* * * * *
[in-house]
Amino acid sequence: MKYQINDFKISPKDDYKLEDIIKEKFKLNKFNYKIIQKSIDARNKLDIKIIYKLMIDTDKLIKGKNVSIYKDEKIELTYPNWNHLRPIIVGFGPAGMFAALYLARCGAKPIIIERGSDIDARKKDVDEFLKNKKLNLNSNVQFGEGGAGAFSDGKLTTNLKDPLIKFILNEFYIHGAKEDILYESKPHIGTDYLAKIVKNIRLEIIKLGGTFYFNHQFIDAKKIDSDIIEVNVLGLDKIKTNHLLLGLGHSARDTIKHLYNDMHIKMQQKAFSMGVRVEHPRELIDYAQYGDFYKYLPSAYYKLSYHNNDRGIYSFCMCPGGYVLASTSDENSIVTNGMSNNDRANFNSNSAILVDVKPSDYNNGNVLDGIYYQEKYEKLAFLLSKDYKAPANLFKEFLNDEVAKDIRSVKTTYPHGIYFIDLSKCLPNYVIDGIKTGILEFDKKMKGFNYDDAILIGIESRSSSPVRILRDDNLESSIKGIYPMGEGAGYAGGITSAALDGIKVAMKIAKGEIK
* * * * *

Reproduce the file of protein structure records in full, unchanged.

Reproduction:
[in-house]
Amino acid sequence: MKYQINDFKISPKDDYKLEDIIKEKFKLNKFNYKIIQKSIDARNKLDIKIIYKLMIDTDKLIKGKNVSIYKDEKIELTYPNWNHLRPIIVGFGPAGMFAALYLARCGAKPIIIERGSDIDARKKDVDEFLKNKKLNLNSNVQFGEGGAGAFSDGKLTTNLKDPLIKFILNEFYIHGAKEDILYESKPHIGTDYLAKIVKNIRLEIIKLGGTFYFNHQFIDAKKIDSDIIEVNVLGLDKIKTNHLLLGLGHSARDTIKHLYNDMHIKMQQKAFSMGVRVEHPRELIDYAQYGDFYKYLPSAYYKLSYHNNDRGIYSFCMCPGGYVLASTSDENSIVTNGMSNNDRANFNSNSAILVDVKPSDYNNGNVLDGIYYQEKYEKLAFLLSKDYKAPANLFKEFLNDEVAKDIRSVKTTYPHGIYFIDLSKCLPNYVIDGIKTGILEFDKKMKGFNYDDAILIGIESRSSSPVRILRDDNLESSIKGIYPMGEGAGYAGGITSAALDGIKVAMKIAKGEIK